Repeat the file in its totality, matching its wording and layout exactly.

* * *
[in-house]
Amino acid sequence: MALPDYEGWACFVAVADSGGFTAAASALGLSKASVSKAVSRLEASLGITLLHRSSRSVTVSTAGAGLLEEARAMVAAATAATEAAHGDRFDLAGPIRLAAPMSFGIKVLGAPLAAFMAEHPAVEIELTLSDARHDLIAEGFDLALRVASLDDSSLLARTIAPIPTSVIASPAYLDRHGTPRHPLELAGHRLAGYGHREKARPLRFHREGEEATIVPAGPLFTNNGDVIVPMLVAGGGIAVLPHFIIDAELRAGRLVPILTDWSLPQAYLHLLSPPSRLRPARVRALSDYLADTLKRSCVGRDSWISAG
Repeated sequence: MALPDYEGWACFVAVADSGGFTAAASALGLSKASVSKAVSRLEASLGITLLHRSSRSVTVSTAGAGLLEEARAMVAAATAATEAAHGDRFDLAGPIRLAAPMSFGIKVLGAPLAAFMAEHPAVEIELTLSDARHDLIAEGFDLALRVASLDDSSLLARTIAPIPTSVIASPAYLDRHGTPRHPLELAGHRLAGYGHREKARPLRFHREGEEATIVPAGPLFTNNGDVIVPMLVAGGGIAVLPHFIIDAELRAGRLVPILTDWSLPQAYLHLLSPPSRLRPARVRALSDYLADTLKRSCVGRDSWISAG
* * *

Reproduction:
[in-house]
Amino acid sequence: MALPDYEGWACFVAVADSGGFTAAASALGLSKASVSKAVSRLEASLGITLLHRSSRSVTVSTAGAGLLEEARAMVAAATAATEAAHGDRFDLAGPIRLAAPMSFGIKVLGAPLAAFMAEHPAVEIELTLSDARHDLIAEGFDLALRVASLDDSSLLARTIAPIPTSVIASPAYLDRHGTPRHPLELAGHRLAGYGHREKARPLRFHREGEEATIVPAGPLFTNNGDVIVPMLVAGGGIAVLPHFIIDAELRAGRLVPILTDWSLPQAYLHLLSPPSRLRPARVRALSDYLADTLKRSCVGRDSWISAG
Repeated sequence: MALPDYEGWACFVAVADSGGFTAAASALGLSKASVSKAVSRLEASLGITLLHRSSRSVTVSTAGAGLLEEARAMVAAATAATEAAHGDRFDLAGPIRLAAPMSFGIKVLGAPLAAFMAEHPAVEIELTLSDARHDLIAEGFDLALRVASLDDSSLLARTIAPIPTSVIASPAYLDRHGTPRHPLELAGHRLAGYGHREKARPLRFHREGEEATIVPAGPLFTNNGDVIVPMLVAGGGIAVLPHFIIDAELRAGRLVPILTDWSLPQAYLHLLSPPSRLRPARVRALSDYLADTLKRSCVGRDSWISAG